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Venus Sings by Reza Rites

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September 2015

The sunshine yesterday, the drumming, and that fountain! #3amblack and #rezarites at Africa Nyaga. #streetart #poetry #photography #musicmovesreza #stickers #zine

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It’s a beautiful day for African drumming and #3amblack down at Burnside Park, #providence. 3 AM IS THE NEW BLACK: High art. Street art. Critical Social Discourse:

I May Move: A New #3amblack and #RezaRites Flick

I May Move: A New #3amblack and #RezaRites Flick

Sometimes you have something to say. And sometimes it’s time to walk away and move on. But where do you go? That is one way to describe the newest short film – and question – produced by 3 AM is the New Black and Reza Clifton called “I May Move.” The video features a short poem written by Clifton as well as photographs, drumming and…

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I May Move: A New #3amblack and #RezaRites Flick


Sometimes you have something to say. And sometimes it’s time to walk away and move on. But where do you go?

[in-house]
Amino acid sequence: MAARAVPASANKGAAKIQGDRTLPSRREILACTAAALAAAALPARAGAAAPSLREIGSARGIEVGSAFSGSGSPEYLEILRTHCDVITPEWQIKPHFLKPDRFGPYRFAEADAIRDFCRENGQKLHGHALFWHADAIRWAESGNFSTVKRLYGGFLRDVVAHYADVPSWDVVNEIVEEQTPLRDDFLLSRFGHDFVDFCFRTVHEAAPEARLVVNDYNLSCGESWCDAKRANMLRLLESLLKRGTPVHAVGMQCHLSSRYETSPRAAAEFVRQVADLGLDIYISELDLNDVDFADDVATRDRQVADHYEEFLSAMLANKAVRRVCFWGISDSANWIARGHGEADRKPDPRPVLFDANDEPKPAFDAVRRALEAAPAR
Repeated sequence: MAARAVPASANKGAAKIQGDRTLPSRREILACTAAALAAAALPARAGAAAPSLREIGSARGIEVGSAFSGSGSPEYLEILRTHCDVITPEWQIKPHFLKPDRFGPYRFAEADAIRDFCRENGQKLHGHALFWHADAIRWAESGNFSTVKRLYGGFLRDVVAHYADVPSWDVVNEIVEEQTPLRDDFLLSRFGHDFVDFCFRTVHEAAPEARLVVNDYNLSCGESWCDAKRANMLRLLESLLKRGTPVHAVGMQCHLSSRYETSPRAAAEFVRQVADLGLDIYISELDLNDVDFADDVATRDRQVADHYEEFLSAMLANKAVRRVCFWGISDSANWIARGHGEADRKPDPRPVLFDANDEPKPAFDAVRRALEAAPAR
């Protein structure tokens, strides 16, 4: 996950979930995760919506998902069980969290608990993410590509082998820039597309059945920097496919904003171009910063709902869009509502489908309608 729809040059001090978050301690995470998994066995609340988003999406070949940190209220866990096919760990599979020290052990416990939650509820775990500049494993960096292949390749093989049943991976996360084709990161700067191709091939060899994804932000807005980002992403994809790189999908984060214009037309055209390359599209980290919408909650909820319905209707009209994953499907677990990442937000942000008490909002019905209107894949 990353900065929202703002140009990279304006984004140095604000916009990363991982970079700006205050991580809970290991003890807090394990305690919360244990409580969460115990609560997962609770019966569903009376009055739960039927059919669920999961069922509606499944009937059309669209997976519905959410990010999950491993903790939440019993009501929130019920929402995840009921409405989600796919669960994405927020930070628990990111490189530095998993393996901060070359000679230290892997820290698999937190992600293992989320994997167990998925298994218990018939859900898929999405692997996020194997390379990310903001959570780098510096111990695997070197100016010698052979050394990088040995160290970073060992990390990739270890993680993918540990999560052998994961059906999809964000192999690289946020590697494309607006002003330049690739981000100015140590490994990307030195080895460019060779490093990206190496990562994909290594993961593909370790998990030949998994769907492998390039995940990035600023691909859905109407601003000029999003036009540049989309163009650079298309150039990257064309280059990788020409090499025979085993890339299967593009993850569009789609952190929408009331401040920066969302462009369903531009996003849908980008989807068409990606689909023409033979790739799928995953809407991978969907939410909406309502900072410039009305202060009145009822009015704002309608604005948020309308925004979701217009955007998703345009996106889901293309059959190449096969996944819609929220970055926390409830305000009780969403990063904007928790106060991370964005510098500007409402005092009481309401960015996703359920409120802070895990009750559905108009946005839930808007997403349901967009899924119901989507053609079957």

That is one way to describe the newest short film – and question – produced by 3 AM is the New Black and Reza Clifton called “I May Move.” The video features a short poem written by Clifton as well as photographs, drumming and an audio clip from a graduation program honoring adults and teens who completed a community-based Black Studies course on August 14, 2015 in Providence, RI. Clifton served as the graduation speaker, delivering an address she called “Getting the Revolutionary Word Heard.”

Click on the video above, or here, to view the film. Learn more about the class, talk and partners involved by visiting the links provided below.

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ADDITIONAL LINKS: